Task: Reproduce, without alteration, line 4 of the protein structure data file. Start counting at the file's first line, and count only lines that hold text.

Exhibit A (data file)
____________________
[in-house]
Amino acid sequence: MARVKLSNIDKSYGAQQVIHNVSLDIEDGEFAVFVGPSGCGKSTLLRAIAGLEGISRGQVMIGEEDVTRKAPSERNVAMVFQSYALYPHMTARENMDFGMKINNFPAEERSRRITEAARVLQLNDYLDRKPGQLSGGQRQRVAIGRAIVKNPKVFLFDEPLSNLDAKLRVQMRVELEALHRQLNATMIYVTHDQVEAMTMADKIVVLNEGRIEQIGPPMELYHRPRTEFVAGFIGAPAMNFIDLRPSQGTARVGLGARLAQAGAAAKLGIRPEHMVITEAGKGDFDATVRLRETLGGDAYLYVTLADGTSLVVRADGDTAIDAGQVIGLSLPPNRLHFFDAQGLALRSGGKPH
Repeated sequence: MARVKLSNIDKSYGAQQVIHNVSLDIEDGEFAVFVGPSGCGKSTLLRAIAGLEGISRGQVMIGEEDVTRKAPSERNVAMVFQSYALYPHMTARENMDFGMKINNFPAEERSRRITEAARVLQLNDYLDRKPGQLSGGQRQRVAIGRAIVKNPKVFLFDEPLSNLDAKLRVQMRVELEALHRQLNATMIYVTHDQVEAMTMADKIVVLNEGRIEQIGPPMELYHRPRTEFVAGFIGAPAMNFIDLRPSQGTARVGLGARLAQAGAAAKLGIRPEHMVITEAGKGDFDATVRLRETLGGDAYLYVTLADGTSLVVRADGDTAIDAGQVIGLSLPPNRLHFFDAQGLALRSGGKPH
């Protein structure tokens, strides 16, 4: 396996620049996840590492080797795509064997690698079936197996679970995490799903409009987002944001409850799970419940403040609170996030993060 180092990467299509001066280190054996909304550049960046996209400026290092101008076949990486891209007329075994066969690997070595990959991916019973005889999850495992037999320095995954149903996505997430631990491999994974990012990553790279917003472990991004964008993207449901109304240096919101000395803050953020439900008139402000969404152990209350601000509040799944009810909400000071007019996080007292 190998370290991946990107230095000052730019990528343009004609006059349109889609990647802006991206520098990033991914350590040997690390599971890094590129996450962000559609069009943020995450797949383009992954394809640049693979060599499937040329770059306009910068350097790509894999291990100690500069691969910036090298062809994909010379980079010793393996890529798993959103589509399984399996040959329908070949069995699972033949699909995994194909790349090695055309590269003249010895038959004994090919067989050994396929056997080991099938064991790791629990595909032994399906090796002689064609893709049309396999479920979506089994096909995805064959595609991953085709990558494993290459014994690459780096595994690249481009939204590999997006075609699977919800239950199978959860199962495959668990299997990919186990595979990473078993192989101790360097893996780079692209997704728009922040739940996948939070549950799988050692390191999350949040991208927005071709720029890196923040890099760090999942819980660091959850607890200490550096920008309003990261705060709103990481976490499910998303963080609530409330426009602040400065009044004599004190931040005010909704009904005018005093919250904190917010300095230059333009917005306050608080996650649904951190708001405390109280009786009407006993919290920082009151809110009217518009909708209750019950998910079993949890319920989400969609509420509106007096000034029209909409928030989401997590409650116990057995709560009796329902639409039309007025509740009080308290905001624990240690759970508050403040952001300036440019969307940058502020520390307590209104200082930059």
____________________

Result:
């Protein structure tokens, strides 16, 4: 396996620049996840590492080797795509064997690698079936197996679970995490799903409009987002944001409850799970419940403040609170996030993060 180092990467299509001066280190054996909304550049960046996209400026290092101008076949990486891209007329075994066969690997070595990959991916019973005889999850495992037999320095995954149903996505997430631990491999994974990012990553790279917003472990991004964008993207449901109304240096919101000395803050953020439900008139402000969404152990209350601000509040799944009810909400000071007019996080007292 190998370290991946990107230095000052730019990528343009004609006059349109889609990647802006991206520098990033991914350590040997690390599971890094590129996450962000559609069009943020995450797949383009992954394809640049693979060599499937040329770059306009910068350097790509894999291990100690500069691969910036090298062809994909010379980079010793393996890529798993959103589509399984399996040959329908070949069995699972033949699909995994194909790349090695055309590269003249010895038959004994090919067989050994396929056997080991099938064991790791629990595909032994399906090796002689064609893709049309396999479920979506089994096909995805064959595609991953085709990558494993290459014994690459780096595994690249481009939204590999997006075609699977919800239950199978959860199962495959668990299997990919186990595979990473078993192989101790360097893996780079692209997704728009922040739940996948939070549950799988050692390191999350949040991208927005071709720029890196923040890099760090999942819980660091959850607890200490550096920008309003990261705060709103990481976490499910998303963080609530409330426009602040400065009044004599004190931040005010909704009904005018005093919250904190917010300095230059333009917005306050608080996650649904951190708001405390109280009786009407006993919290920082009151809110009217518009909708209750019950998910079993949890319920989400969609509420509106007096000034029209909409928030989401997590409650116990057995709560009796329902639409039309007025509740009080308290905001624990240690759970508050403040952001300036440019969307940058502020520390307590209104200082930059």